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Kathy Ide

Hi! I’m Kathy Ide. In addition to being a published author, I’m a full-time professional freelance editor. For CAN, I’m blogging about tips for writers based on the most common mistakes I see in the manuscripts I edit.

 

 

Cutting the Fat, Part Two

Following on the heels of last month’s column, here are more ways you can tighten your manuscript.

Cut out unnecessary words.

For example:

She nodded her head. (What else would she nod?)

I thought to myself. (Who else can you think to?)

whether or not

each and every

He paced back and forth (Ever seen anyone pace up and down?)

twelve o’clock noon (or midnight)

exactly the same

She got out of her bed. (unless she got out of someone else’s bed)

He looked at his image in the mirror.

There are four procedures that must be followed.

It was Pastor Chuck Swindoll who said . . .

 

Cut out “relative structures.”

For example:

The child who was tallest … (The tallest child …)

The system that is most efficient … (The most efficient system …)

The movie, which is titled Star Wars, takes place … (The movie Star Wars takes place …)

 

Cut out words that don’t add anything to the sentence.

Examples: just, quite, that, very, well

If a word can be eliminated without altering the meaning of the sentence, delete it.

 

Cut out redundant modifiers.

Eliminate adverbs and adjectives that don’t add anything new. For example:

whispered softly

shouted loudly

terrible tragedy

reconsider again

future prospects

past history

completely finished

true facts

unexpected surprise

 

Cut out excessive modifiers.

Don’t use too many adjectives or adverbs, especially all at once. Readers don’t need to know that the couch was a six-foot-long wing-backed-style sofa with a black-and-yellow-checked 1950s pattern cut from coarse Kentucky linen. If all of those details are important, spread them out. Show the character sitting on the six-foot-long sofa and running her hands over the black-and-yellow-checked upholstery. Reveal memories of her childhood, back in the 1950s when her parents first bought the couch, how the coarse Kentucky linen scratched her little legs. Back then she’d felt dwarfed by the huge wing-backed monstrosity. Now she’s resting her head comfortably on the high back.

Don’t use more than two adjectives or adverbs together. Example: “The cold, gray, sterile, hard concrete walls closed in on Jack, making him feel lost, hopeless, helpless, buried, lonely, alone, and abandoned.” Too many modifiers will make the reader think you couldn’t decide on the right word so you just threw in a bunch. Instead, choose one or two of the most important ones.

 

Don’t use two words that mean basically the same thing.

For example, instead of “She struggled with deep, intense feelings and emotions of anger and wrath,” choose deep OR intense, feelings OR emotions, anger OR wrath.

 

Cut out anything that states the obvious.

Don’t tell your readers what they already know, don’t need to know, or can infer on their own.

Don’t tell your readers things that are obvious to the general public (or would be common knowledge to people in your target audience). Watch for sentences that start with phrases like, “As we all know . . .” If we all know, you don’t need to point it out.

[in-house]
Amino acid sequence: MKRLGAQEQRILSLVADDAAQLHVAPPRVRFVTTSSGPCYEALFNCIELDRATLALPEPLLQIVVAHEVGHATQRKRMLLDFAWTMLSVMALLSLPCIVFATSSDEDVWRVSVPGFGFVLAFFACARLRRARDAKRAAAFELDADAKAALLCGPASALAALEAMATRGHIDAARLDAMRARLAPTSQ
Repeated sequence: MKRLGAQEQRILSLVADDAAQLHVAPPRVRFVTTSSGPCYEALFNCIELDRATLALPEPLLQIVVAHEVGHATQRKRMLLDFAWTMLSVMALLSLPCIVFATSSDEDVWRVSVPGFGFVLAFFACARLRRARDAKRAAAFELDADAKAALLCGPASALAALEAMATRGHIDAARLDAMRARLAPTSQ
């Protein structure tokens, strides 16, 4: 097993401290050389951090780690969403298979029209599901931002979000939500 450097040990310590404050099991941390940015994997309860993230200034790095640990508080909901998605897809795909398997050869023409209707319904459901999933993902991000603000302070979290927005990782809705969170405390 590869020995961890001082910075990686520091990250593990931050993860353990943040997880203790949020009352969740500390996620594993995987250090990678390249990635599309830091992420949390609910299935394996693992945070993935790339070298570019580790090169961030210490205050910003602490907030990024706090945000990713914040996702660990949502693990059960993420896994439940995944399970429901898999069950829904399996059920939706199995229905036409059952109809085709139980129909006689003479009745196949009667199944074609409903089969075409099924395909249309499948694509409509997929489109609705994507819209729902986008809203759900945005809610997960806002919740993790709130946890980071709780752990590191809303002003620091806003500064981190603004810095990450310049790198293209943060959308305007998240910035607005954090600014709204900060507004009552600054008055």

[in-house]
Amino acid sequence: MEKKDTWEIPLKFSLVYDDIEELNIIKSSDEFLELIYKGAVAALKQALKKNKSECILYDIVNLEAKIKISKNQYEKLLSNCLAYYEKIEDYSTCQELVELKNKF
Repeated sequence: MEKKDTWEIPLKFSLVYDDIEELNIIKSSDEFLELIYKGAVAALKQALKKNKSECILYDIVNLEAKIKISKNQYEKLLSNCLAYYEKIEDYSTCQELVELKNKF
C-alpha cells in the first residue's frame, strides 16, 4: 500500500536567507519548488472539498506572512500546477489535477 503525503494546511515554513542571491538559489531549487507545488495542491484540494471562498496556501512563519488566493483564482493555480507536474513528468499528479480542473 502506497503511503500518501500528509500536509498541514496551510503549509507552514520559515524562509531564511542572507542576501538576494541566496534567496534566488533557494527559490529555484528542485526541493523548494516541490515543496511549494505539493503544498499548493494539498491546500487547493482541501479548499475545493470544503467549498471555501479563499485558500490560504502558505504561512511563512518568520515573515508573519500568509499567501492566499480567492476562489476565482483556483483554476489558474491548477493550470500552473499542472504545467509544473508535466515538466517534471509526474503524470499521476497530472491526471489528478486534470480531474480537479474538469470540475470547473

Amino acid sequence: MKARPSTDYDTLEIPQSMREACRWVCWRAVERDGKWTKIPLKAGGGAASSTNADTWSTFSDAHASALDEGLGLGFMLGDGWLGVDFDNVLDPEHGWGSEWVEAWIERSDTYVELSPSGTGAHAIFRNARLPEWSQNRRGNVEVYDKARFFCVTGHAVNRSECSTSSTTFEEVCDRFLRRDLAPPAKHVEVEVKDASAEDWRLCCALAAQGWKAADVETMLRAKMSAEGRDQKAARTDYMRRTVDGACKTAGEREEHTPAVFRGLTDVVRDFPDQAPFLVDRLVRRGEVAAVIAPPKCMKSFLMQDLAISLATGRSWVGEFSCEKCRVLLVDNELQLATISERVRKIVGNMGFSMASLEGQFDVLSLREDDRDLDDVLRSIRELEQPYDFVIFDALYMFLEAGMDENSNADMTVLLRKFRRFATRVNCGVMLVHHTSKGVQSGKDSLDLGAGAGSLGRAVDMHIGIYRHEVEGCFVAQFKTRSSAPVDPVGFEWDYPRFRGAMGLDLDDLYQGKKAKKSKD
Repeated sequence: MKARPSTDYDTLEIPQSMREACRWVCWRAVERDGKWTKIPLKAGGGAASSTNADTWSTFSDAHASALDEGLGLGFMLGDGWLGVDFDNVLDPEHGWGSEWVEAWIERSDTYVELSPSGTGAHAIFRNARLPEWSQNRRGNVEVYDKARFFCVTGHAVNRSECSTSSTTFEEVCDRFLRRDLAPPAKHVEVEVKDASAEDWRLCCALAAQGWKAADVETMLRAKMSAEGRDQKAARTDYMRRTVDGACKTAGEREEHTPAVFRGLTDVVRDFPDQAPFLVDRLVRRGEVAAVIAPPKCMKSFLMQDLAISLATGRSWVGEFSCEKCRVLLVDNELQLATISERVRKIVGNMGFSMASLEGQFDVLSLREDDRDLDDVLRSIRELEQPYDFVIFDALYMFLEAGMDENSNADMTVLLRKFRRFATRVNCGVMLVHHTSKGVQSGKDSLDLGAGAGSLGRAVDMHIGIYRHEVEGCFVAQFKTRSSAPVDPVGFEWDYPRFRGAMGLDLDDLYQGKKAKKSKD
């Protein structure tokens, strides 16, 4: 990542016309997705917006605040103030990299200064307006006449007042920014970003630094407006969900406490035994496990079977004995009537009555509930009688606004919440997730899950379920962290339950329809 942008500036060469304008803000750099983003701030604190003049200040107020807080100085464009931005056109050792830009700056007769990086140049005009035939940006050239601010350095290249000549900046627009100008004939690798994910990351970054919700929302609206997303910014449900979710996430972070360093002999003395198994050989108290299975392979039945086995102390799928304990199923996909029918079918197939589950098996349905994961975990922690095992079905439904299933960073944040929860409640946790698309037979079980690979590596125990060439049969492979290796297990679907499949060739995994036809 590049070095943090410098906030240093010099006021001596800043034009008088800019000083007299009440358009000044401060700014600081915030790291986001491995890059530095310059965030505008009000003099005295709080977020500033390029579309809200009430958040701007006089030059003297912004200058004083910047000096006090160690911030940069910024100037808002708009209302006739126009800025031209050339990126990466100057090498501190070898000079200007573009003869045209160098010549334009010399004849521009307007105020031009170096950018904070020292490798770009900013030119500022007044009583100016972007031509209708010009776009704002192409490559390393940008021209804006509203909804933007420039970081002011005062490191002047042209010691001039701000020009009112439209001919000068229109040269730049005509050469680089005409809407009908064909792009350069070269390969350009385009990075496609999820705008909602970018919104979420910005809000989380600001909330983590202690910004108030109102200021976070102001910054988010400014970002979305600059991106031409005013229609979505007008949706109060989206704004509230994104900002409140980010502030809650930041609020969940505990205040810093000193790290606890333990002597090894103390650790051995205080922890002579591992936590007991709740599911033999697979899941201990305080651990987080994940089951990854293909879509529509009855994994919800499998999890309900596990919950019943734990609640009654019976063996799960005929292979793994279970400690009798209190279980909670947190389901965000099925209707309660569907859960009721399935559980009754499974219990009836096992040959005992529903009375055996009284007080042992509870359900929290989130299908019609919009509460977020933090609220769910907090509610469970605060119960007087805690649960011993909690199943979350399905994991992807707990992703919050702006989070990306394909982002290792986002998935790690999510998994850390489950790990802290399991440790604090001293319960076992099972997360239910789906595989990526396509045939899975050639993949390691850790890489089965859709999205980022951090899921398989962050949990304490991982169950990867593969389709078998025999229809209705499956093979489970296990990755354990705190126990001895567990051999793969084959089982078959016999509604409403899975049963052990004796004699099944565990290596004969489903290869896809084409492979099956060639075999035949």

If you have a hard time finding things to cut in your manuscript, consider hiring a professional freelance editor. He or she will be able to see your writing more objectively and therefore help you find things that don’t really need to be in the book.

If you’re interested in working with a freelance editor (or know someone who is), e-mail me through the contact page of my website. Or go to the Christian Editor Connection to get referrals to other established, professional editorial freelancers. If you’re a freelance editor yourself, or think you might be interested in that field, check out The Christian PEN: Proofreaders and Editors Network.

ProofreadingSecrets

And when you’re ready to proofread your manuscript, consider getting a copy of my book Proofreading Secrets of Best-Selling Authors. It reveals how multi-published authors proofread their manuscripts to avoid typos, inconsistencies, inaccuracies, and errors in punctuation, usage, grammar, and spelling. The book is available on Amazon and Barnes & Noble’s website.

 

 

FLD final cover

I am also the compiler for 21 Days of Grace (and the other books in the Fiction-Lover’s Devotional series), which releases on June 1, 2015.

 

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About Kathy Ide

Kathy Ide, author of Proofreading Secrets of Best-Selling Authors, has written books, articles, short stories, devotionals, play scripts, and Sunday school curriculum. She has ghostwritten ten nonfiction books and a five-book novel series. Kathy is a full-time freelance editor/proofreader/mentor for new writers, established authors, and book publishers. She speaks at writers’ conferences across the country. Kathy is the founder and director of The Christian PEN: Proofreaders and Editors Network (www.TheChristianPEN.com) and the Christian Editor Connection (www.ChristianEditor.com). For more about Kathy, visit www.KathyIde.com or find her on Facebook, Twitter, Google+, LinkedIn, or Pinterest.

2 Thoughts on “Proofreading Pointers #41

  1. Love the examples. Something I try to point out to aspiring writers!

  2. Thanks, Karen. I love that we’re both helping writers hone their craft and polish their manuscripts, all for God’s glory!

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